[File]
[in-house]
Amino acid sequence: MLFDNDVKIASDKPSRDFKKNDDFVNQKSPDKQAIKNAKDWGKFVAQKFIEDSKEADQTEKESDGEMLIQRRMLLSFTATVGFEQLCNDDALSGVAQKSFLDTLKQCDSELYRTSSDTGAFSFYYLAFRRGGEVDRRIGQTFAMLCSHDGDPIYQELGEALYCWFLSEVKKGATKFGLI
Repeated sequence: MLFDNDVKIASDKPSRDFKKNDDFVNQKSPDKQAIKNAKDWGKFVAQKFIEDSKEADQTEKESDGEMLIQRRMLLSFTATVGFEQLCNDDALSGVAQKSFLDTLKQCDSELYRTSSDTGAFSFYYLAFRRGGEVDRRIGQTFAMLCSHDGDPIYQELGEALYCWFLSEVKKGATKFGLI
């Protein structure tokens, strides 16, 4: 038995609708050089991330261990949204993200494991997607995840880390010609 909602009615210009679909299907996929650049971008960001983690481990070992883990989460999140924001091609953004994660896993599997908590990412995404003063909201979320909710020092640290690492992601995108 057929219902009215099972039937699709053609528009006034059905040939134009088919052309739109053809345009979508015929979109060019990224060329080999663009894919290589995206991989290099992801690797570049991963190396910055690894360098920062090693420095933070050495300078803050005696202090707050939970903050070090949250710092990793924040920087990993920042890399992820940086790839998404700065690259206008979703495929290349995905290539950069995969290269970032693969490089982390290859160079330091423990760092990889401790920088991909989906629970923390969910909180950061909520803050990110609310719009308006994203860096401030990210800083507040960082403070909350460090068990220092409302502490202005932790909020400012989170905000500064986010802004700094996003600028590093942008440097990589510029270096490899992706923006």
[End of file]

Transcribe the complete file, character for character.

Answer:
[in-house]
Amino acid sequence: MLFDNDVKIASDKPSRDFKKNDDFVNQKSPDKQAIKNAKDWGKFVAQKFIEDSKEADQTEKESDGEMLIQRRMLLSFTATVGFEQLCNDDALSGVAQKSFLDTLKQCDSELYRTSSDTGAFSFYYLAFRRGGEVDRRIGQTFAMLCSHDGDPIYQELGEALYCWFLSEVKKGATKFGLI
Repeated sequence: MLFDNDVKIASDKPSRDFKKNDDFVNQKSPDKQAIKNAKDWGKFVAQKFIEDSKEADQTEKESDGEMLIQRRMLLSFTATVGFEQLCNDDALSGVAQKSFLDTLKQCDSELYRTSSDTGAFSFYYLAFRRGGEVDRRIGQTFAMLCSHDGDPIYQELGEALYCWFLSEVKKGATKFGLI
């Protein structure tokens, strides 16, 4: 038995609708050089991330261990949204993200494991997607995840880390010609 909602009615210009679909299907996929650049971008960001983690481990070992883990989460999140924001091609953004994660896993599997908590990412995404003063909201979320909710020092640290690492992601995108 057929219902009215099972039937699709053609528009006034059905040939134009088919052309739109053809345009979508015929979109060019990224060329080999663009894919290589995206991989290099992801690797570049991963190396910055690894360098920062090693420095933070050495300078803050005696202090707050939970903050070090949250710092990793924040920087990993920042890399992820940086790839998404700065690259206008979703495929290349995905290539950069995969290269970032693969490089982390290859160079330091423990760092990889401790920088991909989906629970923390969910909180950061909520803050990110609310719009308006994203860096401030990210800083507040960082403070909350460090068990220092409302502490202005932790909020400012989170905000500064986010802004700094996003600028590093942008440097990589510029270096490899992706923006």